There’s been a bit of press backlash against eating locally lately (see here and here). It’s too bad because such spin and counterspin has the effect of everybody being confused about what to do and therefore doing nothing. Michelle, my wife, calls it "stasis through obfuscation." Others refer to it as FUD (fear, uncertainty and doubt), a marketing method that weakens a competitor’s position simply by appealing to fear in the consumer.
The FUD technique has the effect of maintaining the status quo and is generally perpetrated by whomever currently dominates the market. A phone call from a front organization for Acme Giant Food Corporation to a friendly journalist may, for example, go like this: “Hey, you know all the hype around local food? Well, here’s a lead on a great contrary story. Did you know that if the local food is produced in an oil-heated greenhouse…” Next thing you know, there’s a story in the paper about how local isn’t always more environmental. Everybody is confused, their attempts to change grind to a halt, and the Acme Giant Food Corporation wins. Stasis through obfuscation.
But that’s not the real point of this post. The real point is to discuss the nuances that I use to modify my “local food only” regime in order to make it low impact. Some studies show that up to a quarter of an individual’s environmental impact comes from his or her food consumption. Food’s footprint comes from its production, its processing, its packaging, and its distribution (I’m writing off the top of my head here, so feel free to weigh in).
I’m going to look at each, but first, in case you need to get to work, here is the summary of food rules that, as far as I can tell, is the most environmental: A diet that is local, unfrozen and unprocessed, seasonal, organic or near-organic, has no packaging and is based on mostly grain and vegetables, including little or no beef or dairy (full disclosure: we’re not entirely off the dairy).
Surprise, surprise! Eating a diet that is healthy for the planet also turns out to be pretty much what nutritionists have wanted us to eat all along.
Now, here’s a little more detail:
Production has its impact by water use, land use, energy use, and herbicide and pesticide use:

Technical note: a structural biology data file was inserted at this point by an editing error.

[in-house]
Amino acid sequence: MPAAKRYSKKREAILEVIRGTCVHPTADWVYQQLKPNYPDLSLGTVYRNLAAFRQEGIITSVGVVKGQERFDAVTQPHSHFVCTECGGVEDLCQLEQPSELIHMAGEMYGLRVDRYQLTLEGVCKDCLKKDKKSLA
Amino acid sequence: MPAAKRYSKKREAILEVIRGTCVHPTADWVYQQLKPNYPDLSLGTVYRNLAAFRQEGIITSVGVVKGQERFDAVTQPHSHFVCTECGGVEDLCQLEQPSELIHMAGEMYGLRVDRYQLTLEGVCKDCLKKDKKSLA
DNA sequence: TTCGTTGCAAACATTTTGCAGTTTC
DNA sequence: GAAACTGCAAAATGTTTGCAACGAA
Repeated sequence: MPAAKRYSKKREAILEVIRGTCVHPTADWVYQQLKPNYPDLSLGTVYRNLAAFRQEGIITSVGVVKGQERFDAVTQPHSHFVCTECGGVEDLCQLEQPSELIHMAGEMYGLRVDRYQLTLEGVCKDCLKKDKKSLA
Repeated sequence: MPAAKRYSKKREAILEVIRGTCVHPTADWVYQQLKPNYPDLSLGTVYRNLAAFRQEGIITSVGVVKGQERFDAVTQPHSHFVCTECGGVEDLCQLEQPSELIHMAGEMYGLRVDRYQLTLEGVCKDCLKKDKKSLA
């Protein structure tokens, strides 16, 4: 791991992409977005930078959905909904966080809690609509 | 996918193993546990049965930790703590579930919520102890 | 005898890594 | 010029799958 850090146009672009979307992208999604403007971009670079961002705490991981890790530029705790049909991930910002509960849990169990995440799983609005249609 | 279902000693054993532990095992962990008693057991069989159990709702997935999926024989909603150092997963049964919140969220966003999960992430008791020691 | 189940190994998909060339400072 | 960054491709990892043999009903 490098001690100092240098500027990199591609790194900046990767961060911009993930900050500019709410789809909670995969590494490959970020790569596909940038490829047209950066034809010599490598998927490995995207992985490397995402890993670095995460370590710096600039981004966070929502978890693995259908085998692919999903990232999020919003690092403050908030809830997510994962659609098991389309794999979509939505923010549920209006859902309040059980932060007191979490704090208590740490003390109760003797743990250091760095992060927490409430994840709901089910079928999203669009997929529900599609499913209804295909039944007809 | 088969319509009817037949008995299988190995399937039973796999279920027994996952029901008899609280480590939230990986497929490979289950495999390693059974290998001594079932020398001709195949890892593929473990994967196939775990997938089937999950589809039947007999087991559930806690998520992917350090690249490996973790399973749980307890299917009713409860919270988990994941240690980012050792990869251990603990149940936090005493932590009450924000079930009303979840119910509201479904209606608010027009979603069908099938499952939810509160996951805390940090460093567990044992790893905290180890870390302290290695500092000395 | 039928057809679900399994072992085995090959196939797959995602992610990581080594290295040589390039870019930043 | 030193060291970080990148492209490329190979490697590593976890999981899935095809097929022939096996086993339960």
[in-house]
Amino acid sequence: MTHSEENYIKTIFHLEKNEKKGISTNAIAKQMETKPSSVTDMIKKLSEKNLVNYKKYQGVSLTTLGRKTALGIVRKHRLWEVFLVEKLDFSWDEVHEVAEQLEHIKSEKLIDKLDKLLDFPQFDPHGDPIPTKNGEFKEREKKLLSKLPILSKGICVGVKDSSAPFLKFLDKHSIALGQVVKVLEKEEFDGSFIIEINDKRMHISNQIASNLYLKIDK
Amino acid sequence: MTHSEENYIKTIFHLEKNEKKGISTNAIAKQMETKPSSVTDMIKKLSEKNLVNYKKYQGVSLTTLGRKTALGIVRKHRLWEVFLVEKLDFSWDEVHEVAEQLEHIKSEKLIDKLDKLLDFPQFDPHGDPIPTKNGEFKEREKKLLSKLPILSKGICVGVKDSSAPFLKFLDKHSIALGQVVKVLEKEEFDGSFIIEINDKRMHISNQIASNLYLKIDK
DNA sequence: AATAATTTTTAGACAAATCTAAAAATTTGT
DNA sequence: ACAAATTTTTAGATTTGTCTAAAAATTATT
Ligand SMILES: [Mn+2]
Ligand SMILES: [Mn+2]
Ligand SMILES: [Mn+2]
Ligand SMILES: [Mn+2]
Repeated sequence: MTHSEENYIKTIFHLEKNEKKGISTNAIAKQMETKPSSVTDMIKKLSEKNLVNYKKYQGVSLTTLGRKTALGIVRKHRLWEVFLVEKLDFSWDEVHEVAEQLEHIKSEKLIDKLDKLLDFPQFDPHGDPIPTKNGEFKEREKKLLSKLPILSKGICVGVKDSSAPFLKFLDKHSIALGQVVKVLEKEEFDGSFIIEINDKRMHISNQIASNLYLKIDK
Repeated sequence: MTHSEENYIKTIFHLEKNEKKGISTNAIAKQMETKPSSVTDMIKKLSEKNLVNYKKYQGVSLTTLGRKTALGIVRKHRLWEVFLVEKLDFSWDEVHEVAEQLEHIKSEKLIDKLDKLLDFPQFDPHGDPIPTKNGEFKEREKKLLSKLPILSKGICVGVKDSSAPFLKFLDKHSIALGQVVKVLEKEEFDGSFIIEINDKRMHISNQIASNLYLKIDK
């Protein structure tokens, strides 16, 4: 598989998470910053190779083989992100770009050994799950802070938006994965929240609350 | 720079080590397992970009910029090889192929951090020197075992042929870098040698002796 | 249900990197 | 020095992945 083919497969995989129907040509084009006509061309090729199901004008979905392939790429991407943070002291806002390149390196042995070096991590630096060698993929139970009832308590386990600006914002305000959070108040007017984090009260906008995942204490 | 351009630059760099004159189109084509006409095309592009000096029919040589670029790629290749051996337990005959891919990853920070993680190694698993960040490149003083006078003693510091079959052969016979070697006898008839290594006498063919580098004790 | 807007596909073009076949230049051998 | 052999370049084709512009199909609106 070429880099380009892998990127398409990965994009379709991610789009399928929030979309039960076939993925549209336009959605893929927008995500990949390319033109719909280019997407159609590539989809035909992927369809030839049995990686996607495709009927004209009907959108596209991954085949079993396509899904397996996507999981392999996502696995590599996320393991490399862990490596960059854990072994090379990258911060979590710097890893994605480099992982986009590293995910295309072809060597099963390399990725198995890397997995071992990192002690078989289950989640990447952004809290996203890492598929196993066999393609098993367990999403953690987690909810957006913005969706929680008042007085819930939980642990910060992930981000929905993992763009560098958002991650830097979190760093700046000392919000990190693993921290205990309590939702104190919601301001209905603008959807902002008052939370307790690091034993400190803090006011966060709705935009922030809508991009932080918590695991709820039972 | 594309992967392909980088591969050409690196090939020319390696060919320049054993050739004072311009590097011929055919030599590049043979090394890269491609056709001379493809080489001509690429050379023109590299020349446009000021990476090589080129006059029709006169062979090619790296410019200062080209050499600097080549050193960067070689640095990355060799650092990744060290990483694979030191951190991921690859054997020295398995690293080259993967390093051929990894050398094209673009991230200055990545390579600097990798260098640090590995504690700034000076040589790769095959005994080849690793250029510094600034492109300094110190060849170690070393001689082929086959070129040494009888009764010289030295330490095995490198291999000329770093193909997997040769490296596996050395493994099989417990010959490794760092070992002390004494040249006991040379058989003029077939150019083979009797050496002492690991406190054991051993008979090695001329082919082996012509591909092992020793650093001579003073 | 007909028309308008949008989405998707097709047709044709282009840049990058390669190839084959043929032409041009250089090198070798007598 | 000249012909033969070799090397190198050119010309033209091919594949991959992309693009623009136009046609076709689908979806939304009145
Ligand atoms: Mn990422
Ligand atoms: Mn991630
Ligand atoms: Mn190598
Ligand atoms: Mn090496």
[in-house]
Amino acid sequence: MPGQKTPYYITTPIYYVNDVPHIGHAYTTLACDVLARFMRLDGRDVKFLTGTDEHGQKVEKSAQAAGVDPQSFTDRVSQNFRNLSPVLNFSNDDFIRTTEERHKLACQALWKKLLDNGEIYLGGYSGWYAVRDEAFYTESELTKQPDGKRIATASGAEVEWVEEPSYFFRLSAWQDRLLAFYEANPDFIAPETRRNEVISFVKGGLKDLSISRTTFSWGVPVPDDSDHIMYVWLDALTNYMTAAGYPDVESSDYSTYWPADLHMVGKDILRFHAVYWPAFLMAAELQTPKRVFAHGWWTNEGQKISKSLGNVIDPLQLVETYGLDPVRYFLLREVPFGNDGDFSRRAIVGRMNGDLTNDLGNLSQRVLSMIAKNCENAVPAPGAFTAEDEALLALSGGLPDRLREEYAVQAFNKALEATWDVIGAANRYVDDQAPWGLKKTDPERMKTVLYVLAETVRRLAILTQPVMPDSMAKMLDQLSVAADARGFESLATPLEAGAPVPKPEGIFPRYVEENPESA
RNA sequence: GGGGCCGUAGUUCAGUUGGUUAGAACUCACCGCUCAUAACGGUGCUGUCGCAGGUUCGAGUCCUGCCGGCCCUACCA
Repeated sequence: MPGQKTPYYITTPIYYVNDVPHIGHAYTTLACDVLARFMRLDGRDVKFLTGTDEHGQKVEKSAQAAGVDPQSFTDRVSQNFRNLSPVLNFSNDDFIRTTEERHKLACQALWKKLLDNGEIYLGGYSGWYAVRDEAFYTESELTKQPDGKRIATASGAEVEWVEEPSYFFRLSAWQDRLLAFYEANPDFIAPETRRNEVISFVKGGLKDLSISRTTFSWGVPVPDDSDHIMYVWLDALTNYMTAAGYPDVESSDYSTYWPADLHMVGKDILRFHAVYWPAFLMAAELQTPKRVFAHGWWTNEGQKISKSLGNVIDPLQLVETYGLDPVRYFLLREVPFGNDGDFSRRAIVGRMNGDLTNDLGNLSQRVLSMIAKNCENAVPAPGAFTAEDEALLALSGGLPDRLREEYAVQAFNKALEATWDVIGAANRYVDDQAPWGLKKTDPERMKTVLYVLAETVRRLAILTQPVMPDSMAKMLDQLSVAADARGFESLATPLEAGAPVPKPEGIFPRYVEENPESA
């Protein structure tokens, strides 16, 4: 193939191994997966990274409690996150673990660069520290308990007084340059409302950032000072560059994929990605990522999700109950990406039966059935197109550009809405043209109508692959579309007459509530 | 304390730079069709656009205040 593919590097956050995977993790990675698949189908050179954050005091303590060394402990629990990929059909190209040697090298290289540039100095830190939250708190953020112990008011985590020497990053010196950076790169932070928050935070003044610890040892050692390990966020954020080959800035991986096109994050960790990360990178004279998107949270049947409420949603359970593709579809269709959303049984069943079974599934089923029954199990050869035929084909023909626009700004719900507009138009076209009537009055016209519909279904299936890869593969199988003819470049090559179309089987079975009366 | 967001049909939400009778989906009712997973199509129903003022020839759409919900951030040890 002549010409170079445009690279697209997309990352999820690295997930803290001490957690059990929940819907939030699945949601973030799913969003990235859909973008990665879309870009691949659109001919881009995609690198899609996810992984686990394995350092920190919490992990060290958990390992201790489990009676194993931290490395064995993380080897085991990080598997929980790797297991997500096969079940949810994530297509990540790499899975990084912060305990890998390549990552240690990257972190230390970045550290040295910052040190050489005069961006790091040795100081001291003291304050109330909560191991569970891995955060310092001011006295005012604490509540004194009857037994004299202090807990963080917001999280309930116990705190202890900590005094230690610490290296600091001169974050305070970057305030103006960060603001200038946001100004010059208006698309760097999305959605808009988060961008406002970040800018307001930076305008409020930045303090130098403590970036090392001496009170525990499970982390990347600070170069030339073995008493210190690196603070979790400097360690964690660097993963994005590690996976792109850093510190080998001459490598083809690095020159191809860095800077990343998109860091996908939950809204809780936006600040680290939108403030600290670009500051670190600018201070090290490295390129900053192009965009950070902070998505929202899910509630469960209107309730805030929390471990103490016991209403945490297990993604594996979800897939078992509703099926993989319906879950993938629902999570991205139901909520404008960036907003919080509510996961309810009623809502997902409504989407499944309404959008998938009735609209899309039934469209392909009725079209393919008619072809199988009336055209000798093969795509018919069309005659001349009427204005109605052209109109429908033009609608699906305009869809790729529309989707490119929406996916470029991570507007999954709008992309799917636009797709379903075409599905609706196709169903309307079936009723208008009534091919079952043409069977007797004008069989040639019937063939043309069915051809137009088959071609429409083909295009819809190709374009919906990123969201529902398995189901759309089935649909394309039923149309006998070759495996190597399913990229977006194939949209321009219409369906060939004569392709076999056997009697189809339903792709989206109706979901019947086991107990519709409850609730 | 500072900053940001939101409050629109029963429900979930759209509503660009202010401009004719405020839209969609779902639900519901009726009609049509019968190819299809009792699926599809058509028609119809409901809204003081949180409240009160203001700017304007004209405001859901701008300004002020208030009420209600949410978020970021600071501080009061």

- Eat organic or close to it—to cut down on the chemicals. When buying in the supermarket, the organic certification is most important. When buying directly from small farmers (who may not have the time, money or inclination to go through the certification process), a discussion with the farmers about their methods and the knowledge that their neighbors are watching them satisfies me.
- Reduce beef consumption—which has a high impact because of land use, water use and, well, stomach gas (cow burps are made of methane). If you’re a beef eater, you may want to switch to chicken, lamb and pork which have lower impact. Far away lentils are probably better for the environment than local beef. PS My family doesn’t eat meat or fish at all.
- Eating seasonally—avoids carbon emissions produced by oil-guzzling boilers used to heat greenhouses and by power plants used to keep things frozen. Beware! This means a lot of root veggies in winter.
Processing includes cooking or rendering or freezing or any other form of preparation that takes energy:
- If you’re veggie, eat more eggs than cheese—one pound of cheese takes ten pounds of milk to make. It has about the same impact as a pound of beef. I’ve read that far-away beans as a protein source may be better than local cheese.
- Eat fresh and seasonal—freezing and keeping food frozen is not so low impact.
- Can you believe that means ice cream is out?
- Can you believe so is beer and wine and soda too?
Packaging means plastic and cardboard and boxes and bags that all get thrown away. We don’t buy any food that has it.
- Take egg and berry cartons back to the farmer for reuse.
- Bring your own cloth shopping bags and buy loose produce.
Distribution means transportation and the average piece of American food has traveled 1500 Miles to get to your plate. I emphasize local because:
- A regional and local food system would release five to seventeen times less carbon dioxide into the atmosphere than our current national and international model (according to this Leopold Center for Sustainable Agriculture study).
- Direct relationship with the market farmers builds community.
- Locally grown produce doesn’t have to be picked weeks before eating so it is fresher and riper.
- Buying local help keep the greenbelt around the city undeveloped.
- Local farmers support biodiversity since they are not restricted to crop varieties that travel well and package easily.
Image of Union Square Farmers’ Market courtesy of Urban75.Org.
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